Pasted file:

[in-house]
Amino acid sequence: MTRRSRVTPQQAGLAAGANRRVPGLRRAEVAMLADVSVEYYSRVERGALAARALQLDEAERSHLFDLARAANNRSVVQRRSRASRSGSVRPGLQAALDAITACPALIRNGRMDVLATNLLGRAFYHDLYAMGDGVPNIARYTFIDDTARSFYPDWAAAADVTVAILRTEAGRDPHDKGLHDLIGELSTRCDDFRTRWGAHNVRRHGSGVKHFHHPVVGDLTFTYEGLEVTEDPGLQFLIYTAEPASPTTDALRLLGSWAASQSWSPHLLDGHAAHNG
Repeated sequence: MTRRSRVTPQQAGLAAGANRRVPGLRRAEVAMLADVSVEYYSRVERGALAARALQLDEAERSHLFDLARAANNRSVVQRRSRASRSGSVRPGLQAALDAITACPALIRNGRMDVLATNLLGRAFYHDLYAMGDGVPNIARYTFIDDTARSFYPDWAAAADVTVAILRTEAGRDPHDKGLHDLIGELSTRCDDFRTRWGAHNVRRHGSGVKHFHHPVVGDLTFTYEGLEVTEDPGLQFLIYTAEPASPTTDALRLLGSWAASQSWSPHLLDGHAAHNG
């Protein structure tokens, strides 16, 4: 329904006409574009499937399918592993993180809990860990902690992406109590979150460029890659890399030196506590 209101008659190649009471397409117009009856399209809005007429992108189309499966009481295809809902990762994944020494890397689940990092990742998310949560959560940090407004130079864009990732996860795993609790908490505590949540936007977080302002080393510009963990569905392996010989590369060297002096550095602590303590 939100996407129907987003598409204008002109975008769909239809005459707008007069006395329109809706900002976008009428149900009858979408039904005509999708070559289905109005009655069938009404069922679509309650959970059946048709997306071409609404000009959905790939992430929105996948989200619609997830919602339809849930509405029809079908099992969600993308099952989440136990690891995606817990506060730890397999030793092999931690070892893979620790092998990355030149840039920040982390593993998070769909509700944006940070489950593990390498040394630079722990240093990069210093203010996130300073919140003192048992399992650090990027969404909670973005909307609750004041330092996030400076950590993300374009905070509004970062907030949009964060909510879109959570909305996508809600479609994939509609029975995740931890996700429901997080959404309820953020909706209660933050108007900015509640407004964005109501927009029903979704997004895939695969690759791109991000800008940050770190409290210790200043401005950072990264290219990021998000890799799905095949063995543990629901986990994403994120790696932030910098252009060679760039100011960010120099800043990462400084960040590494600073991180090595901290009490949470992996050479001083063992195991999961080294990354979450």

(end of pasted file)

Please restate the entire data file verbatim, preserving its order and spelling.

[in-house]
Amino acid sequence: MTRRSRVTPQQAGLAAGANRRVPGLRRAEVAMLADVSVEYYSRVERGALAARALQLDEAERSHLFDLARAANNRSVVQRRSRASRSGSVRPGLQAALDAITACPALIRNGRMDVLATNLLGRAFYHDLYAMGDGVPNIARYTFIDDTARSFYPDWAAAADVTVAILRTEAGRDPHDKGLHDLIGELSTRCDDFRTRWGAHNVRRHGSGVKHFHHPVVGDLTFTYEGLEVTEDPGLQFLIYTAEPASPTTDALRLLGSWAASQSWSPHLLDGHAAHNG
Repeated sequence: MTRRSRVTPQQAGLAAGANRRVPGLRRAEVAMLADVSVEYYSRVERGALAARALQLDEAERSHLFDLARAANNRSVVQRRSRASRSGSVRPGLQAALDAITACPALIRNGRMDVLATNLLGRAFYHDLYAMGDGVPNIARYTFIDDTARSFYPDWAAAADVTVAILRTEAGRDPHDKGLHDLIGELSTRCDDFRTRWGAHNVRRHGSGVKHFHHPVVGDLTFTYEGLEVTEDPGLQFLIYTAEPASPTTDALRLLGSWAASQSWSPHLLDGHAAHNG
């Protein structure tokens, strides 16, 4: 329904006409574009499937399918592993993180809990860990902690992406109590979150460029890659890399030196506590 209101008659190649009471397409117009009856399209809005007429992108189309499966009481295809809902990762994944020494890397689940990092990742998310949560959560940090407004130079864009990732996860795993609790908490505590949540936007977080302002080393510009963990569905392996010989590369060297002096550095602590303590 939100996407129907987003598409204008002109975008769909239809005459707008007069006395329109809706900002976008009428149900009858979408039904005509999708070559289905109005009655069938009404069922679509309650959970059946048709997306071409609404000009959905790939992430929105996948989200619609997830919602339809849930509405029809079908099992969600993308099952989440136990690891995606817990506060730890397999030793092999931690070892893979620790092998990355030149840039920040982390593993998070769909509700944006940070489950593990390498040394630079722990240093990069210093203010996130300073919140003192048992399992650090990027969404909670973005909307609750004041330092996030400076950590993300374009905070509004970062907030949009964060909510879109959570909305996508809600479609994939509609029975995740931890996700429901997080959404309820953020909706209660933050108007900015509640407004964005109501927009029903979704997004895939695969690759791109991000800008940050770190409290210790200043401005950072990264290219990021998000890799799905095949063995543990629901986990994403994120790696932030910098252009060679760039100011960010120099800043990462400084960040590494600073991180090595901290009490949470992996050479001083063992195991999961080294990354979450």